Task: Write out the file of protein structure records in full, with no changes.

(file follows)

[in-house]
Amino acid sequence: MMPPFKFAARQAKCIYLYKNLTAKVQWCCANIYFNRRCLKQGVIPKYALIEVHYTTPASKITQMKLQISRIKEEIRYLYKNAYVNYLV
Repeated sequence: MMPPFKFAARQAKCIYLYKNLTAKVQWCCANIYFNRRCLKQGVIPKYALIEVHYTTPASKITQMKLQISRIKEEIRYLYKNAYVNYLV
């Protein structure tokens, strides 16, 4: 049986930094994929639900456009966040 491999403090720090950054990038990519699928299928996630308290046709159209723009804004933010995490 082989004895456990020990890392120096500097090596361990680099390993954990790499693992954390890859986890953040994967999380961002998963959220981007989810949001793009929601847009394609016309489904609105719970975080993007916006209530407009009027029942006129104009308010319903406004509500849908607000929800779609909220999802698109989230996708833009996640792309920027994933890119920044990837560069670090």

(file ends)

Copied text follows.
[in-house]
Amino acid sequence: MMPPFKFAARQAKCIYLYKNLTAKVQWCCANIYFNRRCLKQGVIPKYALIEVHYTTPASKITQMKLQISRIKEEIRYLYKNAYVNYLV
Repeated sequence: MMPPFKFAARQAKCIYLYKNLTAKVQWCCANIYFNRRCLKQGVIPKYALIEVHYTTPASKITQMKLQISRIKEEIRYLYKNAYVNYLV
């Protein structure tokens, strides 16, 4: 049986930094994929639900456009966040 491999403090720090950054990038990519699928299928996630308290046709159209723009804004933010995490 082989004895456990020990890392120096500097090596361990680099390993954990790499693992954390890859986890953040994967999380961002998963959220981007989810949001793009929601847009394609016309489904609105719970975080993007916006209530407009009027029942006129104009308010319903406004509500849908607000929800779609909220999802698109989230996708833009996640792309920027994933890119920044990837560069670090």